Ramsey Russell: Then, when he pulled that layout boat up, I looked at it and said, “How much does that boat weigh?” Because he pulled it up like it weighed 25 pounds. He said, “150.” I’m like, “Holy—!”
Todd Sauerwald: Oh, yeah. Lifted it right over the side.
Tricks of the Trade: Maryland Blue Crabbing
An average day of trotlining, when crabbing’s good, you’re going to catch four, five, six bushels a day.
Ramsey Russell: Between that and the timing of that wave— I guess he’d just done it a million times. He picked it up, and I’m like, “Holy cow.” He picked it up like I pick up a suitcase off of a luggage rack. It was crazy to see that. It really was. Tell me this: how similar is what we did today—laying out those long lines for decoys, just the whole process—to commercial fishing, to some of the stuff you do crabbing?
Todd Sauerwald: It’s, honestly, a lot like commercial crabbing, as far as trotlining for crabs. Same thing. Our trotlines— I run a couple 1,000 foot lines, and you’ve got a 1,000 foot line with the bait every six feet. There’s a lot that can go wrong when you’re putting that line out and you’ve got it in a tote that’s as small as a 55-gallon drum.
Ramsey Russell: I guess with hooks on it?
Todd Sauerwald: It doesn’t have hooks, but it’s got what they call “snoods.” On the main line, you’ve got another small line that comes off it—like a drop off a decoy, almost—and that’s where your bait hangs off, there. That’s one more thing that can get tangled up onto something else.
Ramsey Russell: Can you talk a little bit about running those crab lines? I find that fascinating. I’ve done trotlines, with the hooks and the bait, but y’all catch crabs very similarly up here. That’s pretty interesting to me.
Todd Sauerwald: Same thing. It’s almost very similar to a long line for decoys, like we were using today. You’ve got a big weight on each end. The weight comes up to a float, and then you deploy your whole line to wherever you want it to be. You’ve got it in a straight line. But when you come up, you hook that line where the float is, and you put it over your arm. As you’re going down that line, it’s picking it up off the bottom and bringing it up to the surface, and those crabs are hanging on to that bait.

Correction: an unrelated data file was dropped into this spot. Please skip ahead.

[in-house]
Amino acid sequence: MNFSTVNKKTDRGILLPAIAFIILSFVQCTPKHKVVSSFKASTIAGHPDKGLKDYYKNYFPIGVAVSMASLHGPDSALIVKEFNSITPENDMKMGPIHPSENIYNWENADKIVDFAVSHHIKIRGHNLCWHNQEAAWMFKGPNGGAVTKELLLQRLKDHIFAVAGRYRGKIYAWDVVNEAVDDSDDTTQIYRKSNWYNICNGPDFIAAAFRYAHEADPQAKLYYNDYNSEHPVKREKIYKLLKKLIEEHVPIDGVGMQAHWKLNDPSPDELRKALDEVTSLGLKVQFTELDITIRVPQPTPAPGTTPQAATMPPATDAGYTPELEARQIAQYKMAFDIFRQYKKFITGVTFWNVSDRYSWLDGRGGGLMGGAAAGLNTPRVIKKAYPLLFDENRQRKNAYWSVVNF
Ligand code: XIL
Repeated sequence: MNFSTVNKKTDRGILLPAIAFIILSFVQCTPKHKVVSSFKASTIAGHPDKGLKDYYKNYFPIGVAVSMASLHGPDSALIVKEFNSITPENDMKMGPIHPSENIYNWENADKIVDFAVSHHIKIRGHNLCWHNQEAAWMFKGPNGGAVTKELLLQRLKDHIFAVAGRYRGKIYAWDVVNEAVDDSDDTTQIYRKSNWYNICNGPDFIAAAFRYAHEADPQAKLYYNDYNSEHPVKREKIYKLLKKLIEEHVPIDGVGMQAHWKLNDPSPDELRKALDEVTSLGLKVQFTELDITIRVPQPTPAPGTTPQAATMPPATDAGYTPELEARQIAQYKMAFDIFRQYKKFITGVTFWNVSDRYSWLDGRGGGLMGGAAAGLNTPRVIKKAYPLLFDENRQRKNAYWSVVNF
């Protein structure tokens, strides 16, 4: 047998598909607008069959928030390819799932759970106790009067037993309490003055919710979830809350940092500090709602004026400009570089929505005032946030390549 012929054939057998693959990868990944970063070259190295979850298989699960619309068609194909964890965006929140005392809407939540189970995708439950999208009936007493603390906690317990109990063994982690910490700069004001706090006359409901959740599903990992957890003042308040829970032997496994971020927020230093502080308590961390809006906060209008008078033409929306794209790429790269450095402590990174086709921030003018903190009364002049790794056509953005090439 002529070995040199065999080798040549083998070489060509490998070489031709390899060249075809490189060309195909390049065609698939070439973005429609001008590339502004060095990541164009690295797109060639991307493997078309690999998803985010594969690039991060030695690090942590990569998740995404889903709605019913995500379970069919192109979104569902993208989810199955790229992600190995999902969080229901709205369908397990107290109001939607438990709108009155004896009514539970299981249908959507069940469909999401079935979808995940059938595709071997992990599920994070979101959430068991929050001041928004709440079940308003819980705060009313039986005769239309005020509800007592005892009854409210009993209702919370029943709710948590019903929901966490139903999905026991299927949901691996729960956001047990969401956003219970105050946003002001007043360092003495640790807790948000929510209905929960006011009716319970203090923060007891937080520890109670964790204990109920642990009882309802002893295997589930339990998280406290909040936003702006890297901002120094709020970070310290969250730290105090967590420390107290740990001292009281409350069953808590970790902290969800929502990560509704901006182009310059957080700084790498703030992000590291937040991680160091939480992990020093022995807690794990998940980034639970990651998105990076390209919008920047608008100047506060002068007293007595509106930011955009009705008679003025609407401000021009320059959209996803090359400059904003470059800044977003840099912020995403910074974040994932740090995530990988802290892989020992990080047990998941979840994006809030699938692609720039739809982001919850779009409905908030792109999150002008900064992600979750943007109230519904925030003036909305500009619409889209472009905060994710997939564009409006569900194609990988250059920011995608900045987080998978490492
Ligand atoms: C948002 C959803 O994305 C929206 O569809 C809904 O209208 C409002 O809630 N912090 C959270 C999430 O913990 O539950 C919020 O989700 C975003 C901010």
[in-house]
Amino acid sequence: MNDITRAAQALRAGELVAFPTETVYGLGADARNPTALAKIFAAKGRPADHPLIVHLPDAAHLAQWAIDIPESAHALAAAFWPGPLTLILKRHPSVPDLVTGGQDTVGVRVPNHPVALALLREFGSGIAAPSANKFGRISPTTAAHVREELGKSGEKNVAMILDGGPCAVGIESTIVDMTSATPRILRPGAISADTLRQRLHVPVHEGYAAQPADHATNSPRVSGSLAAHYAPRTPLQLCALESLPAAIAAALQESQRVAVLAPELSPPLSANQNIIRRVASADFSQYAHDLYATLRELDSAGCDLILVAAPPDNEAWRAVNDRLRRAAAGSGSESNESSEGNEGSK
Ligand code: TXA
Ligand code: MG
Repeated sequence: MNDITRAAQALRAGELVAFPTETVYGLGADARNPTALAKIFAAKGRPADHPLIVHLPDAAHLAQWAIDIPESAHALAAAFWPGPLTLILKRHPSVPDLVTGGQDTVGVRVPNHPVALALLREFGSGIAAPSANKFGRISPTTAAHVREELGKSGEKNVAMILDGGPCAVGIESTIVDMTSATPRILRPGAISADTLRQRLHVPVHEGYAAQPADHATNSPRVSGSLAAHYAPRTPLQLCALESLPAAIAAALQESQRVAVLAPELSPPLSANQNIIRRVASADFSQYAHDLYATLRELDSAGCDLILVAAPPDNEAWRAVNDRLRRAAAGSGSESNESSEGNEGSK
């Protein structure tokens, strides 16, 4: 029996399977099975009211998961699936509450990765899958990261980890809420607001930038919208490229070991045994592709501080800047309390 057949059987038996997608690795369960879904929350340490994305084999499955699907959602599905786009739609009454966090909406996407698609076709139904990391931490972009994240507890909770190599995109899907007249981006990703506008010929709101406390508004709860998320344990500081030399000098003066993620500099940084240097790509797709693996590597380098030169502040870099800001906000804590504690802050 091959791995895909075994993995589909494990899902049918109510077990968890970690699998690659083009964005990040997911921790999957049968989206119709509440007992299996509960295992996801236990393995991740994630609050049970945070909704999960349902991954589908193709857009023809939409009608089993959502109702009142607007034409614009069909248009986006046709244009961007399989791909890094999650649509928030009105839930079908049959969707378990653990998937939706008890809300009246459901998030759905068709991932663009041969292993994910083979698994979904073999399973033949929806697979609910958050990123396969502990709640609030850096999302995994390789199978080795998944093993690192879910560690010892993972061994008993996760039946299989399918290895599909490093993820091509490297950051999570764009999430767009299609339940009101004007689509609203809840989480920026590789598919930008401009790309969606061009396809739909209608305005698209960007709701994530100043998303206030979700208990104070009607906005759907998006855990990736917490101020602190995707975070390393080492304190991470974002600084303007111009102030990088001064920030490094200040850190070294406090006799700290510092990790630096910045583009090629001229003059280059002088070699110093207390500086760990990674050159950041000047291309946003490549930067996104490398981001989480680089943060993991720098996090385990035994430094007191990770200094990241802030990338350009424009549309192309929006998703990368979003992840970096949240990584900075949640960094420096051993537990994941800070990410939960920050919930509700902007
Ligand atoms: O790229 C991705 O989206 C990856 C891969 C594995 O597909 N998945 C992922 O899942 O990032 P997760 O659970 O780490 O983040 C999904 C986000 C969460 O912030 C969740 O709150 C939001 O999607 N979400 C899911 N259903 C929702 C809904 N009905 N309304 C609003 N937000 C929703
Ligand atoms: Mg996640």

Ramsey Russell: Those greedy little crabs ain’t letting go, are they?
Todd Sauerwald: No, they ain’t letting go. I’ve seen it before where they’re so hungry that they’ll hang onto the bag as it flips over the hook, and they’ll hang on to it, if you miss it, as it goes all the way back down. That’s the truth, too.
Ramsey Russell: They’re hanging on. I guess we’re talking about the Maryland blue crab?
Todd Sauerwald: Maryland blue crabs, yep. It’s a huge market around here.
Ramsey Russell: Yeah. Everywhere you go, they’ve got crab cakes. When you let those crab lines out, I’m assuming that they’re going down towards the bottom. They’re not riding up top.
Todd Sauerwald: Correct. It’ll go from your float, but the weight of the line— Usually, you have a piece of chain right in the middle of it, to put a little weight, and it goes down and lays on the bottom. Then, crabs are down there feeding on it, so they’re down there hanging on to it, and they don’t realize it. It’s the same thing as the old-school hand lining. When they’re munching on that bait or that chicken neck, whatever it is— Like you said, they’re greedy. They’re not thinking of anything else but eating. They don’t even realize that they’re being picked up off the bottom.